- Maria Cancian, Daniel R. Meyer, and Steven T. Cook
- December 2017
- Link to CS-2016-2018-T6 (PDF)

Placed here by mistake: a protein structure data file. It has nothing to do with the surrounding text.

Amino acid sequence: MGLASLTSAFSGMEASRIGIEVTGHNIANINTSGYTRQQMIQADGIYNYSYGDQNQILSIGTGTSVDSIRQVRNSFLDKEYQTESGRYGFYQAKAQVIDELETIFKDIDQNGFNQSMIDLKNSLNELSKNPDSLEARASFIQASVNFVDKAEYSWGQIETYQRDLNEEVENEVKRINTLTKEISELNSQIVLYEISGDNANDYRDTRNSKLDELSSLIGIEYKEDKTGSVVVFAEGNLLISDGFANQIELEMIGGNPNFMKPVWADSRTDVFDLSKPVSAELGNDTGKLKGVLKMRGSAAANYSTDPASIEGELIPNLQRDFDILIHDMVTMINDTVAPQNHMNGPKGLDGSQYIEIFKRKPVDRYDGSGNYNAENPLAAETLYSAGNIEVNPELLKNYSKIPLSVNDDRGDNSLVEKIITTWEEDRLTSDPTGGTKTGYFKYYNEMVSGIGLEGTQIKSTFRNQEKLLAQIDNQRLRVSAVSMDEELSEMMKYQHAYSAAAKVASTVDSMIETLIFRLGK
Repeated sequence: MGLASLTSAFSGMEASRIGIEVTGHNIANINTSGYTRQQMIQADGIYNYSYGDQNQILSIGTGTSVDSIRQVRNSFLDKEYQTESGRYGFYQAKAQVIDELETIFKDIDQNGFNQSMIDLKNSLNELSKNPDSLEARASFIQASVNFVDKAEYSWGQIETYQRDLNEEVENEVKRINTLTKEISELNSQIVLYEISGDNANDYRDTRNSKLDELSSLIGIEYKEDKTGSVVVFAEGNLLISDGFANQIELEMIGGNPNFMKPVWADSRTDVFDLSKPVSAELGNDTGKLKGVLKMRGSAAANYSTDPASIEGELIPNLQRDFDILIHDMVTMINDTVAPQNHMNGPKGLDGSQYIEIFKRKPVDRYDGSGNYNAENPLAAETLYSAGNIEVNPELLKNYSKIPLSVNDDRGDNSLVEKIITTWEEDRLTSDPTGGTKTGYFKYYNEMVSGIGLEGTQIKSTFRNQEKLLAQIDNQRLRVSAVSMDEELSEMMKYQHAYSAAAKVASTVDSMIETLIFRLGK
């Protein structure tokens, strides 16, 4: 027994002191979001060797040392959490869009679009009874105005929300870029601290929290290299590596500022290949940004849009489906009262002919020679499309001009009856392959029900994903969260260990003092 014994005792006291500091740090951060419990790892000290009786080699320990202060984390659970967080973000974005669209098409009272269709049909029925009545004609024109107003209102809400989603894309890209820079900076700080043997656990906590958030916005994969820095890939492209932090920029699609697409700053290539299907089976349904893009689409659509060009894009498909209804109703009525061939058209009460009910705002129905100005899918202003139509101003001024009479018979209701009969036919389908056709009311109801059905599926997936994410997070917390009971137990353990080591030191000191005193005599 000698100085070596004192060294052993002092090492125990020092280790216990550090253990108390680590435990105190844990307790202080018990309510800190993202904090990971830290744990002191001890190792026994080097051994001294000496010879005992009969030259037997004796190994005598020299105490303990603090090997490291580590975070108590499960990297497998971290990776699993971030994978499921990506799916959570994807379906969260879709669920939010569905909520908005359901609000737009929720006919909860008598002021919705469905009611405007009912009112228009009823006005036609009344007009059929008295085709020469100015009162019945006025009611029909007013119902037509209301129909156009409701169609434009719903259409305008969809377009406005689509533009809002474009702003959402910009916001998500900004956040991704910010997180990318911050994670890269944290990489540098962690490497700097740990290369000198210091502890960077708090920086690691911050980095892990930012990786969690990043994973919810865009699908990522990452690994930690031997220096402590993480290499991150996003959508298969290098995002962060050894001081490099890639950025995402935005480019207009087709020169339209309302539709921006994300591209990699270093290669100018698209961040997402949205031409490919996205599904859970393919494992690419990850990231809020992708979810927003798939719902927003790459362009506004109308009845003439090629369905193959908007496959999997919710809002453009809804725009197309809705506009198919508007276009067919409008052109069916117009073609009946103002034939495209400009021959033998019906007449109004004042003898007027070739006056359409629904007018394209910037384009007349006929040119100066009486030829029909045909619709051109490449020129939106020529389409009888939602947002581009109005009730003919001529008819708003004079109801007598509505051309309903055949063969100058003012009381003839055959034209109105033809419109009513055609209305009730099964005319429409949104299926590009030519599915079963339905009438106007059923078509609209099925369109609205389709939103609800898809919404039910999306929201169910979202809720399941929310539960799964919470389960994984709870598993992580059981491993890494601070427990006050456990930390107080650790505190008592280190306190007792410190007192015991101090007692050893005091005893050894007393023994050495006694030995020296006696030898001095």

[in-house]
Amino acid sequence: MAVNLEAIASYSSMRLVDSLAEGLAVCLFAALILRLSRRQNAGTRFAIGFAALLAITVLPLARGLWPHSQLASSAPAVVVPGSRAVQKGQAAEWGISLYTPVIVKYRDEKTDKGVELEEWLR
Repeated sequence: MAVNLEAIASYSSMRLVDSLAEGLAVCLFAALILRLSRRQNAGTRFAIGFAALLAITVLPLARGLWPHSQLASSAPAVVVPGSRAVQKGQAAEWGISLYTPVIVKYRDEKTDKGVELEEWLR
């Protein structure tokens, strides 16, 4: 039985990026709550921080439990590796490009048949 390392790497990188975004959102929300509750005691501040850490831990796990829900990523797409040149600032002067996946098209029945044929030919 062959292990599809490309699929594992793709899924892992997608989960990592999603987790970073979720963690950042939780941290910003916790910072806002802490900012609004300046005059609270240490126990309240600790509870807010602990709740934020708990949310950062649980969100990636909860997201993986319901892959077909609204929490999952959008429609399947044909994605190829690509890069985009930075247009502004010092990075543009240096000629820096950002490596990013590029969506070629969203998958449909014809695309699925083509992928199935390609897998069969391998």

We reexamine Wisconsin administrative records to update our previous estimates of the evolution of family complexity for first-born children of single mothers in 1997, 2002 and 2007. We find very high levels of complexity: by the time a focal child is five, approximately half have at least one half-sibling. Although these levels are high in every cohort, we do find small declines in family complexity across cohorts; the proportion of children with half-siblings at age five falls by about 3 percentage points between the 1997 and 2002 birth cohorts, and by another 3 points between the 2002 and 2007 cohorts. We consider factors that may be related to this decline, and show that decreases in the proportion of births in our sample to teenagers and to African Americans (groups with traditionally high levels of family complexity) account for some, but not all, of the decline in overall complexity. Finally, we show that focal children whose fathers have children with other women are more likely to have child support orders, but these orders are, on average lower. Research implications are presented.